36. Bhandra,
  37. Vāyuśarman,
  38. Droṇasvāmin,
  39. Rudrāditya and,
  40. Pūrṇṇasvāmin of the Pippalāda school belonging to Chauli-sagotra and adherents of Atharvaṇa branch (of the Vedas), residents of Bherajjikā, having migrated from Bharukachcha.

This inscription bears a lot of information about domestic migration. The grant was made collectively to forty brāhmaṇas, and they were to enjoy the income from the donated village together. It is noteworthy all the preceding thirty-five brāhmaṇa-d onees in the list given above, were adherents of ṛgvedīya, yajurvedīya and Chāndogya (sāmavedīya) śākhās seem to have been residents in Śirīṣapadraka having migrated from Jambūsarā. Only the Athavavedins subsequently mentioned had migrated from Bharukachcha. Mirashi, the editor of the plates, identifies the village Śirīṣapadraka with Sisodra, about eleven miles west by south of Ankleśvara, in Navsari district, a city in Gujarat. The Adhyāpaka Bhatṭi and other thirty-four brāhmaṇas had emigrated from

Jambūsaras or Jambūsara. Jambūsaras still bears its ancient name and is about twentyseven miles to the north of Broach, a modern city in Gujarat,and at the time of the grant, were residents of the donated village.[3] Others had come from Bharukachchha or Broach and were a resident of Bherajjikā.[4] Bherajjikā was probably the modern Borjai, twelve miles east of Ankleśvara, in Bharuch/ Broach district in Gujarat, Bharukachchna was, of course, the old name of the contemporary Bharuch district city in Gujarat.

Another inscription “Kaira Plates of Dadda-II, Praśāntarāga-B” (c. 633-34 CE)[5] issued by the king is a continuation of the previous charter. The text of this record is identicalwith the other charter from Kaira,except the alterations in the list of the brāhmaṇa recipients of the village Śirīṣapadraka as noted above. Interestingly, for some reason, those specializing in Atharvaṇa-veda have been deleted from this list. It is anybody’s guess as to why after five years after the issue of the earlier charter the five brāhmaṇas of Atharvaṇa-veda were omitted mention here. It would appear that the land allotted to them earlier was resumed by the king and reallocated to the others listed here.

Further, of the other thirty-five brāhmaṇas figuring in the earlier charter, only twenty-nine are found mentioned in the list in this charter. Those omitted were: A. Vataśarman and Mahādeva of Kauṇḍinya-sagotra and B. Indra-śarman, Dhara, Dāmadhara and one of the two Iśvaras of Bhāradvāja-sagotra-belonging to Chāndogyaśākhā. The reason for this omission is not stated. However, five more new names are seen added here.[6]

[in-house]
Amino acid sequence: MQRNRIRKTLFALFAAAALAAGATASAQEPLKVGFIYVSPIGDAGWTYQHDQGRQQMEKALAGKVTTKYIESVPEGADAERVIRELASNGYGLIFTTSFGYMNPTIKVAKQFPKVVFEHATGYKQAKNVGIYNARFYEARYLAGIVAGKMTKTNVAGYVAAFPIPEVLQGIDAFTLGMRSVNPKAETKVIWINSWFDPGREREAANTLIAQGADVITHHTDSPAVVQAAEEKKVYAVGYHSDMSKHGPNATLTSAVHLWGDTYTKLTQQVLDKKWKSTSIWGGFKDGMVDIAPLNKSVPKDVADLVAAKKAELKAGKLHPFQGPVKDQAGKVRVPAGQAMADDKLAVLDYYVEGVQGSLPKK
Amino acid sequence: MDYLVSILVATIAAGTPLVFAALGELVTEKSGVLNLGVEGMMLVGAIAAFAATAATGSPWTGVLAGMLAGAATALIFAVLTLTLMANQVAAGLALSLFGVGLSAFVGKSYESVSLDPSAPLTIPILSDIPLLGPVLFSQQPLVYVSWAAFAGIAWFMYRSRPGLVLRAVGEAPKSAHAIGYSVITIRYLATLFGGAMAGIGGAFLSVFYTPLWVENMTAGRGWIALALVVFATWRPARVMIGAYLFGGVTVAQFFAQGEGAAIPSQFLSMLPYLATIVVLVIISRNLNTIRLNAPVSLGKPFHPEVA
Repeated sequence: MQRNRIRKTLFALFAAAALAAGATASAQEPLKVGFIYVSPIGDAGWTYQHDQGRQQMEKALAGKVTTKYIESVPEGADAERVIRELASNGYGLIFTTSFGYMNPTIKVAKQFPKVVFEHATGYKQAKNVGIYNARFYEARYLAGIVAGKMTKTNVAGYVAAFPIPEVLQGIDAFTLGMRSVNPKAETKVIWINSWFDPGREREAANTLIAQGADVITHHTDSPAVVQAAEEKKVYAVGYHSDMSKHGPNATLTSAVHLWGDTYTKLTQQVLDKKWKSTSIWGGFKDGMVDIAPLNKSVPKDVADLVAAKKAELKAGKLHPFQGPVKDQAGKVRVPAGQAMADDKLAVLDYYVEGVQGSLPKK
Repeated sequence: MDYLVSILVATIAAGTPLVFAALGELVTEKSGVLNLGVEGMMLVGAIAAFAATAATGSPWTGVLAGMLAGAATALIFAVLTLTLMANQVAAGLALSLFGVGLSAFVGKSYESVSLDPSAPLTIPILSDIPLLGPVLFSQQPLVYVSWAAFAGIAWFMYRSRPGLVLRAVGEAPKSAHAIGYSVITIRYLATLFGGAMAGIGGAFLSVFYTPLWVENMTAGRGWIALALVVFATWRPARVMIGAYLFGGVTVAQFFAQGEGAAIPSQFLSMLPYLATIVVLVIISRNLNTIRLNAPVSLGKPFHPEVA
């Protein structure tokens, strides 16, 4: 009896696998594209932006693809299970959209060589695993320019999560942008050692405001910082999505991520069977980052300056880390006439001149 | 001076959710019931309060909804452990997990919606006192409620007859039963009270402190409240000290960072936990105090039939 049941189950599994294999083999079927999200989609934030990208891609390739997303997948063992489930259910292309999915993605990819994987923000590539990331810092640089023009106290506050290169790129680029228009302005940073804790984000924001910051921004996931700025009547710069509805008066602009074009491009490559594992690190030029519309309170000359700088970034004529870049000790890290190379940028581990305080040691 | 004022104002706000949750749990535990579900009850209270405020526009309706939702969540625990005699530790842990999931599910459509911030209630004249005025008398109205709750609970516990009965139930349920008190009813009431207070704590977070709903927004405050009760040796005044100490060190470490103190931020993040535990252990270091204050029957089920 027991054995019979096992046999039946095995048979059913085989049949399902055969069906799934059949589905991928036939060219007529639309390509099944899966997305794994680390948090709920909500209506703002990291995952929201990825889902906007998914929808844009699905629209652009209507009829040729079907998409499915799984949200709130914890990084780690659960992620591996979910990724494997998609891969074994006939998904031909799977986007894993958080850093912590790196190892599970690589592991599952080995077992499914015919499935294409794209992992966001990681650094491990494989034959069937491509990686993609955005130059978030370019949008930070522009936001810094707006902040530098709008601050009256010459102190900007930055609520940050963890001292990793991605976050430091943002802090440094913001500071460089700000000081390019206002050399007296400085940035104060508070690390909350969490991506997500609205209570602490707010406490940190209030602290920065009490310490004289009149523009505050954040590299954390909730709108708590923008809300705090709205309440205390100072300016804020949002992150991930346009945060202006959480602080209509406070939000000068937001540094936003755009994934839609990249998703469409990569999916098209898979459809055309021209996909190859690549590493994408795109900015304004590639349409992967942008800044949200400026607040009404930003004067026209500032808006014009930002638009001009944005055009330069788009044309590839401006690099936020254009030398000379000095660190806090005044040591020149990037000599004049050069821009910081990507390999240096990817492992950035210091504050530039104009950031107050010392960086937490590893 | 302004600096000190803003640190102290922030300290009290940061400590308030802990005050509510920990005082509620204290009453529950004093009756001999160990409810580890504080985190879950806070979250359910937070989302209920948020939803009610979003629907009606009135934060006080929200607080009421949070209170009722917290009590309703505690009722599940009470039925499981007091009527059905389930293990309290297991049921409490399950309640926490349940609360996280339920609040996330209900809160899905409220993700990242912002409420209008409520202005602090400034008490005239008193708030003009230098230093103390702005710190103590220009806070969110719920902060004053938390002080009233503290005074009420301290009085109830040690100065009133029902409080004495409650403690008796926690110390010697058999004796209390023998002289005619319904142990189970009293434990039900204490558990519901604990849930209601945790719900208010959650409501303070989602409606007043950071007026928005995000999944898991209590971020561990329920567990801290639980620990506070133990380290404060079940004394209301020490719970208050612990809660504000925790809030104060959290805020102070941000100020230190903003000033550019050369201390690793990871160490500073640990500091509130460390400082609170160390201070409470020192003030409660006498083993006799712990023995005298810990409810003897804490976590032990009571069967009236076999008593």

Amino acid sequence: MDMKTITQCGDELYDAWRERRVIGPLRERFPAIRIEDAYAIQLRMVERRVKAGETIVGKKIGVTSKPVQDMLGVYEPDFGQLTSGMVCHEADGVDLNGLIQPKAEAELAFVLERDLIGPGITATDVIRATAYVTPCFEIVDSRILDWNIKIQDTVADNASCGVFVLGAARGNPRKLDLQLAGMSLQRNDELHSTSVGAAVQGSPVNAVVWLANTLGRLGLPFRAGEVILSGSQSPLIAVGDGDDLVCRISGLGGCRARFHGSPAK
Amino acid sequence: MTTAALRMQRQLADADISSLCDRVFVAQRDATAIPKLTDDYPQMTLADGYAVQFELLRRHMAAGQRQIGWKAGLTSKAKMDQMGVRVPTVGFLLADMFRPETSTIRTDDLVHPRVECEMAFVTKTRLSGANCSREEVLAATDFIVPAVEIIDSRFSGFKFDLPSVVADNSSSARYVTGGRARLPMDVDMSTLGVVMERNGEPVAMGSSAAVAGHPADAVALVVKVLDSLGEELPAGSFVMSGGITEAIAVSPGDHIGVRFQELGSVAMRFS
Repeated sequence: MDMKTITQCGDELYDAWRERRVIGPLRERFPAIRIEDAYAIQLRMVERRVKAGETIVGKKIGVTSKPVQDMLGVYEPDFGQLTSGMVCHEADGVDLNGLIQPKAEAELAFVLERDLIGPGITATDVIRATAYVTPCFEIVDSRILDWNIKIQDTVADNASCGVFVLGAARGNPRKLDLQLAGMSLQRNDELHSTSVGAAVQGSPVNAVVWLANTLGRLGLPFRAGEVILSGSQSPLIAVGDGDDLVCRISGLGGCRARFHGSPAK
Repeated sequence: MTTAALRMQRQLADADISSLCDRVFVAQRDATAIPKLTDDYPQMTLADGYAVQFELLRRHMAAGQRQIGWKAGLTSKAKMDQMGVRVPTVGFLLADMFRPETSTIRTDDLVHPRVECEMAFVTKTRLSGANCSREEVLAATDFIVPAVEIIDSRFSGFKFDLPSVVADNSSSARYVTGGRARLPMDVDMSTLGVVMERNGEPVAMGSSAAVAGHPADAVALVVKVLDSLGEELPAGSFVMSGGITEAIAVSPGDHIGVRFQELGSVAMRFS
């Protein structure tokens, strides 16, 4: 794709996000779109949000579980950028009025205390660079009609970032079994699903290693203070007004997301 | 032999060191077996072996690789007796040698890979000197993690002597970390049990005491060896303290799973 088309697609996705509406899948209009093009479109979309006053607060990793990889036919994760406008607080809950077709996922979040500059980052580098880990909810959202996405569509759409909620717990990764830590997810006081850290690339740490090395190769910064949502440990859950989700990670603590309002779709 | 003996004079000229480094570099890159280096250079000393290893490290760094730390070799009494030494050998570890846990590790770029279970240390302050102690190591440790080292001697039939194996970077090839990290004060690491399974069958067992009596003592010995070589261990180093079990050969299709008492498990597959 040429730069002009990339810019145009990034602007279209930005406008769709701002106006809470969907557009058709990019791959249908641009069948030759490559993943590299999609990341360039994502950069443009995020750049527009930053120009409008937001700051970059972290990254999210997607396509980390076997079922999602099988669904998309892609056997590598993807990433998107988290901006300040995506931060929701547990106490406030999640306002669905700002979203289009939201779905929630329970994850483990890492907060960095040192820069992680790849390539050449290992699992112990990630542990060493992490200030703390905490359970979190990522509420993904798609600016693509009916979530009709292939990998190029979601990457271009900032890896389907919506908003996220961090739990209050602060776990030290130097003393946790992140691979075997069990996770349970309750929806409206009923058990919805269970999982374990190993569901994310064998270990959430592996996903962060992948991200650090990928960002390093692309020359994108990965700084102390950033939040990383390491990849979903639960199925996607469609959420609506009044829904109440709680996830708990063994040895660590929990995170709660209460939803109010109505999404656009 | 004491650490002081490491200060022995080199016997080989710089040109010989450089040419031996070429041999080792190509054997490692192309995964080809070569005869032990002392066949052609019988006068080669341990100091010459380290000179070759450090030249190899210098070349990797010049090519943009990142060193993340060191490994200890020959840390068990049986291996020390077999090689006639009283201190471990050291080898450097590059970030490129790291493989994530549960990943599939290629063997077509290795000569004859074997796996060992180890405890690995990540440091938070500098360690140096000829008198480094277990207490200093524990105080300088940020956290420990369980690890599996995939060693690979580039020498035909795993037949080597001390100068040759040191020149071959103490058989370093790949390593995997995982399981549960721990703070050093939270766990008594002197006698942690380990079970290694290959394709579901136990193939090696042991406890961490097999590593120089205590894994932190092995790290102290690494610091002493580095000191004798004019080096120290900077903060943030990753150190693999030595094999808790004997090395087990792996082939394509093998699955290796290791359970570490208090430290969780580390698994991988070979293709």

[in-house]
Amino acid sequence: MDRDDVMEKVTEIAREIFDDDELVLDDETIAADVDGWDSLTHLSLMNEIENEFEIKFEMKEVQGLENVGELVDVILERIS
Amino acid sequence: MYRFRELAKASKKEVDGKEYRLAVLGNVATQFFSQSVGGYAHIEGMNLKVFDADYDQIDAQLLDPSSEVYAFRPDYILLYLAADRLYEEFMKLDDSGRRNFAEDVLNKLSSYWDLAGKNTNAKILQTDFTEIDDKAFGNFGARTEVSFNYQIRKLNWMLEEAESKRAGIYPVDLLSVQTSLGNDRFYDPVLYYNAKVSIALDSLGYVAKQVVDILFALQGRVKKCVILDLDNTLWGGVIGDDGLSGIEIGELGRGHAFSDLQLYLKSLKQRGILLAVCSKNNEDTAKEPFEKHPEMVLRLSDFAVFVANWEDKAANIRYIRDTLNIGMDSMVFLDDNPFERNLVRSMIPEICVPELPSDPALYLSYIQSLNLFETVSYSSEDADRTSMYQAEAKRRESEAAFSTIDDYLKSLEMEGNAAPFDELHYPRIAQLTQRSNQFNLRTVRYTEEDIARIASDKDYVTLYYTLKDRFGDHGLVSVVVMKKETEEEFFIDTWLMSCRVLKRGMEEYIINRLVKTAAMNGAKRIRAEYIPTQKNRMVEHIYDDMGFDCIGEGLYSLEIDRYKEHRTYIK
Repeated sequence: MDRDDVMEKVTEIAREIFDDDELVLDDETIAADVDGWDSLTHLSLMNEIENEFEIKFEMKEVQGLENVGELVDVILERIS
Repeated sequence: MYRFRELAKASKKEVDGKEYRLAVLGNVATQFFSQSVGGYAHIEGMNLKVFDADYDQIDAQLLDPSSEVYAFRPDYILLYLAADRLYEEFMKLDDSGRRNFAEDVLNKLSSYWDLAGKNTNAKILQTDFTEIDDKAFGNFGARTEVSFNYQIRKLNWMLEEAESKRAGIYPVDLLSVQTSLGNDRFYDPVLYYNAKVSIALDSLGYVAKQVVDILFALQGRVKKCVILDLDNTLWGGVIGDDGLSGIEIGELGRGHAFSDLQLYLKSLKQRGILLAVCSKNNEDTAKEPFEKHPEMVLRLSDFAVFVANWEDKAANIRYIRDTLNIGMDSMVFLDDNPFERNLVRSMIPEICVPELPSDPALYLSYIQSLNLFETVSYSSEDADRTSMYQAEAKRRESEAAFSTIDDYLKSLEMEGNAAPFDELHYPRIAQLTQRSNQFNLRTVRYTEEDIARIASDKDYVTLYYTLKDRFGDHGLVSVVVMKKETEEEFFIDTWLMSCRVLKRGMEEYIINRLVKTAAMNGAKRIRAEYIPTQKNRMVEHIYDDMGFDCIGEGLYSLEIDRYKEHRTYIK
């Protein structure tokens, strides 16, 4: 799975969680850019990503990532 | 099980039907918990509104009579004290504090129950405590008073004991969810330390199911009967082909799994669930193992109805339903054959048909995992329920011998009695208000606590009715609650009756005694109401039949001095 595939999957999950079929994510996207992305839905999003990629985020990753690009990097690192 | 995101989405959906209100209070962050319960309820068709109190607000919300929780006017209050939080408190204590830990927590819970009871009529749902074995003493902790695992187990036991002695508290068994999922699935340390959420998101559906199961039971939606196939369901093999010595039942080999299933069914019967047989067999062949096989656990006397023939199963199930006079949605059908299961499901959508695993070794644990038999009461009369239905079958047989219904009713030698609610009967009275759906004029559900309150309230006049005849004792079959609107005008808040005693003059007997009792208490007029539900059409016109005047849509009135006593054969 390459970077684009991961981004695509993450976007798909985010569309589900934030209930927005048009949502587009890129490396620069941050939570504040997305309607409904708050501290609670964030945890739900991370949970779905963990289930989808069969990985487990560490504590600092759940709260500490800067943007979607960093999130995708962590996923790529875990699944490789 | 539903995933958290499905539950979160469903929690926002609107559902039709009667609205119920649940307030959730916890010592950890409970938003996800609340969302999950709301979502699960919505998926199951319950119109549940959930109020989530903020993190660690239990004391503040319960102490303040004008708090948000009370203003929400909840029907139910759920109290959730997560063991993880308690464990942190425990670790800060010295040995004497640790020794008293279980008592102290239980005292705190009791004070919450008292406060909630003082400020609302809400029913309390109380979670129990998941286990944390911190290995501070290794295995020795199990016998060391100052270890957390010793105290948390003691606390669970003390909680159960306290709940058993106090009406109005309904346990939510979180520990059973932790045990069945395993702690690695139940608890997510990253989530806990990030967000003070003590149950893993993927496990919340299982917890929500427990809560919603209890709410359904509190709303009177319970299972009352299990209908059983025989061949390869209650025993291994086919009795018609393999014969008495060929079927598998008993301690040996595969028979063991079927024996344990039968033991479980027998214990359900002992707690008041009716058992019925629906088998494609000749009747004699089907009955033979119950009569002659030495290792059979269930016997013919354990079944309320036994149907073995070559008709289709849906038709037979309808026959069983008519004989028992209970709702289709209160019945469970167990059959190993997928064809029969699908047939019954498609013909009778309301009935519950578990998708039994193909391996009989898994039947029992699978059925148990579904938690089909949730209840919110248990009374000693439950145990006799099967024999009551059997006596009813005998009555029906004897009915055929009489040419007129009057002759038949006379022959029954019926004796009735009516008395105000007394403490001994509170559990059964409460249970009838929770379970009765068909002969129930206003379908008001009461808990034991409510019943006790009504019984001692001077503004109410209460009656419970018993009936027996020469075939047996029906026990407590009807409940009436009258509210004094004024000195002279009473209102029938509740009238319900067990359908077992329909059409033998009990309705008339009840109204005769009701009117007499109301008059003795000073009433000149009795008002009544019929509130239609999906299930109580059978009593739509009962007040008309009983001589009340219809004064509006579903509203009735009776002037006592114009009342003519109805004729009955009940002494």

To all appearance, all the thirty-four brāhmaṇa donees of this charter as in the earlier charter, hailed from Jambūarā. Whereas in the previous charter it was found necessary to mention that all these brāhmaṇas except those belonging to Atharvaṇa-veda were resident in Śirīṣapadraka, such mention is seen omitted here [as per the earlier charter during c. 629 -630 CE, those athavavedins brāhmaṇas were migrated from Bharukachcha (modern Broach in Gujarat) and were resident in Bherajjikā (modern Borjai, Broach district in Gujarat)].

This is more interesting that he was the one who was said following the rules of time, with the prohibition of the entry into it of Cāṭas and Bhaṭas, with the assurance that the enjoyment will be uninterrupted so long as the moon, sun, oceans, and earth last, and could be enjoyed hereditarily in the line of sons and grandsons in the last charter, but after just five years in the second part of the same charter, he (Dadda-II viz. Praśāntarāga) had changed and corrected his previous decision definitely for some unknown benefit. For some reason, those were specialized in Atharvaveda have been deleted from this list, which seems that the king didn't need them anymore or the relevance and utility of Atharva-veda were reduced than the others at that time under discussion.